The State opposed the motion, arguing that under this court's holding in Wilburn v. State,2 the search of Lyons's vehicle was justified even if Lyons was outside the vehicle at the time of his arrest. In addition, the State argued that the police had reason to believe that Lyons possessed a weapon based on Porrata's report.

In this appeal, Lyons renews his claim that the vehicle search was invalid because he was arrested outside of his vehicle and because, by purportedly locking the door, he manifested a reasonable expectation of privacy in his vehicle. Lyons argues that, even if the police were justified in searching his vehicle, they were not authorized to look inside his glove box. He also argues that one officer's knowledge that Lyon might be armed could not be imputed to the officer who searched the vehicle.

Normally, the police may search a person incident to an arrest without a warrant. The seope of a warrantless search incident to arrest is limited to "a search of the arrestee's person and the area 'within his immediate control'"3 The area within an arrestee's immediate control includes those items or areas "immediately associated" with the ar-restee.4

In Crawford v. State,5 the Alaska Supreme Court upheld the search of a vehicle's unlocked center console incident to the arrest of the driver.6 The court held that the search was authorized because an unlocked center console is an item reasonably associated with the driver's person and because the search was reasonably contemporaneous with the driver's arrest.7

The court observed that a center console "'generally serve[d] the same function as clothing pockets'" because, "(llike a pocket, the center console is commonly used to hold money, a cellular telephone, and personal hygiene items."8 The court explained that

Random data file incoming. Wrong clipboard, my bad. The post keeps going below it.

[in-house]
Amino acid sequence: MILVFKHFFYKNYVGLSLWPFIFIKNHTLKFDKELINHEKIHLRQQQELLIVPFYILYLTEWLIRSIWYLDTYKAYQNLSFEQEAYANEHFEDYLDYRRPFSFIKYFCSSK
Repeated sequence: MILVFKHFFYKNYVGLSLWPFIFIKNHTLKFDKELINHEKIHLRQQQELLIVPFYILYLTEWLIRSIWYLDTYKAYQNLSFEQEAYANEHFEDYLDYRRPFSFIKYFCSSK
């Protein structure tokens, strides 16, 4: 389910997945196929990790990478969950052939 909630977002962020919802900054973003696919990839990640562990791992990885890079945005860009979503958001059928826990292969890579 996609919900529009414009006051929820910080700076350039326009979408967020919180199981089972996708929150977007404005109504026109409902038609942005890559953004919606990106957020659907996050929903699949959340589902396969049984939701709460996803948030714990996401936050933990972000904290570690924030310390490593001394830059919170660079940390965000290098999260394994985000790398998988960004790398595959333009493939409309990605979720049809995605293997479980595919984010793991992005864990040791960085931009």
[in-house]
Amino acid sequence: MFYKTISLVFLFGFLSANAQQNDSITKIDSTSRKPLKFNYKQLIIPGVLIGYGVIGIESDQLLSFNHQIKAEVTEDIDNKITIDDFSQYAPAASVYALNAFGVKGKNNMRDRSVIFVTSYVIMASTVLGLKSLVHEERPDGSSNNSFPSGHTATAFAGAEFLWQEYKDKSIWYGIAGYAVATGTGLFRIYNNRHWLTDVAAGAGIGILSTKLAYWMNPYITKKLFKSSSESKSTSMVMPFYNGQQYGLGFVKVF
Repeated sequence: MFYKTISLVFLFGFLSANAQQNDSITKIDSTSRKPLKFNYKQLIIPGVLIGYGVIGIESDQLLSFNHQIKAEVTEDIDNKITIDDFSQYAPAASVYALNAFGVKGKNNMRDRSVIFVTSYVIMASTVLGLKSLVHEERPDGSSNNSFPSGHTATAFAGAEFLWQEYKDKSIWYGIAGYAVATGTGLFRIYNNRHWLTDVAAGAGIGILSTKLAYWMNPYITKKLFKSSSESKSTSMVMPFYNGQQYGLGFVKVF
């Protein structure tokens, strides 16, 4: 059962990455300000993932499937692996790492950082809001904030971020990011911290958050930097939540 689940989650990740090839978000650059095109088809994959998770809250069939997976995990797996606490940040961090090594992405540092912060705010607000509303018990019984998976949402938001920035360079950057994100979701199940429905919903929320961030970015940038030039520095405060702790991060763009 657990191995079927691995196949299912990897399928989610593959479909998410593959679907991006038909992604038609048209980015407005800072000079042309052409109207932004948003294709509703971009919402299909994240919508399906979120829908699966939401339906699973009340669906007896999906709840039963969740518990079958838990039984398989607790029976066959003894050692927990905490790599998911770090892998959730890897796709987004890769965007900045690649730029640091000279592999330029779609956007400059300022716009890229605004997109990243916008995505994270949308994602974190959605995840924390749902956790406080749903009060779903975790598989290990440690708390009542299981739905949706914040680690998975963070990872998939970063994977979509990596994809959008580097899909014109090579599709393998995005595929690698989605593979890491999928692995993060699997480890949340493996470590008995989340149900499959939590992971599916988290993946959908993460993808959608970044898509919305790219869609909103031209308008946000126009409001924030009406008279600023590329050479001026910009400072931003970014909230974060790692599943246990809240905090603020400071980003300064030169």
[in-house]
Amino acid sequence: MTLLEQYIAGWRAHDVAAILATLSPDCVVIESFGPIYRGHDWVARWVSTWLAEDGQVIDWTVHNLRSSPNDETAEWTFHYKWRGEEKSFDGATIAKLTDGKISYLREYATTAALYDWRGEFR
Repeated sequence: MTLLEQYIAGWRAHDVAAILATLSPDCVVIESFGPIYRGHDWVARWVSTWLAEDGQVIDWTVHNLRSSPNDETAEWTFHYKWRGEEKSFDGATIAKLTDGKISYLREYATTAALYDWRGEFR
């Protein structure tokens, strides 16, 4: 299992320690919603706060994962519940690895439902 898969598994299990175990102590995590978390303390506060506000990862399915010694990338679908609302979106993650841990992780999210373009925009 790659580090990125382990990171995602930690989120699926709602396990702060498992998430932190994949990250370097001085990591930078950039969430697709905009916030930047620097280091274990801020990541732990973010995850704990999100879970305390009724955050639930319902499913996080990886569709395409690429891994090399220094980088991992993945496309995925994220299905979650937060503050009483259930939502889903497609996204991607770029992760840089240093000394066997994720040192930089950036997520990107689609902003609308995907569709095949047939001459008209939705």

a briefcase, which can be placed in the trunk or otherwise made inaccessible to the driver, the center console is permanently located directly next to the driver. Unless the console is locked, we can see no reason why a driver would have a greater expectation of privacy in the center console than in his or her purse or wallet."9

Lyons argues that a glove box is not like a center console because it is not positioned directly next to the person, and reaching into the glove box while one is driving is not only "difficult and awkward, but also much more dangerous."

*651Although a glove box is normally not positioned as close to a driver as is a center console, not all vehicles have center consoles, and a glove box is normally accessible to a driver. Furthermore, a glove box has a functional utility similar to a compartment in a center console. Like the center console addressed in Crawford, a glove box can hold money, a cellular telephone, personal hygiene items or, as in this case, a firearm capable of being concealed on one's person.

We hold that the police are authorized to search an unlocked glove box incident to a driver's arrest if the driver is arrested in the vehicle or immediately upon exiting the vehicle. Accordingly, we uphold the superior court's ruling denying Lyons's motion to suppress. Because we affirm the superior court on this basis, we do not address the other arguments of the parties.


The judgment of the superior court is AFFIRMED.

Lyons v. State
182 P.3d 649

Case Details

Lyons v. State
Decision Date
May 2, 2008

182 P.3d 649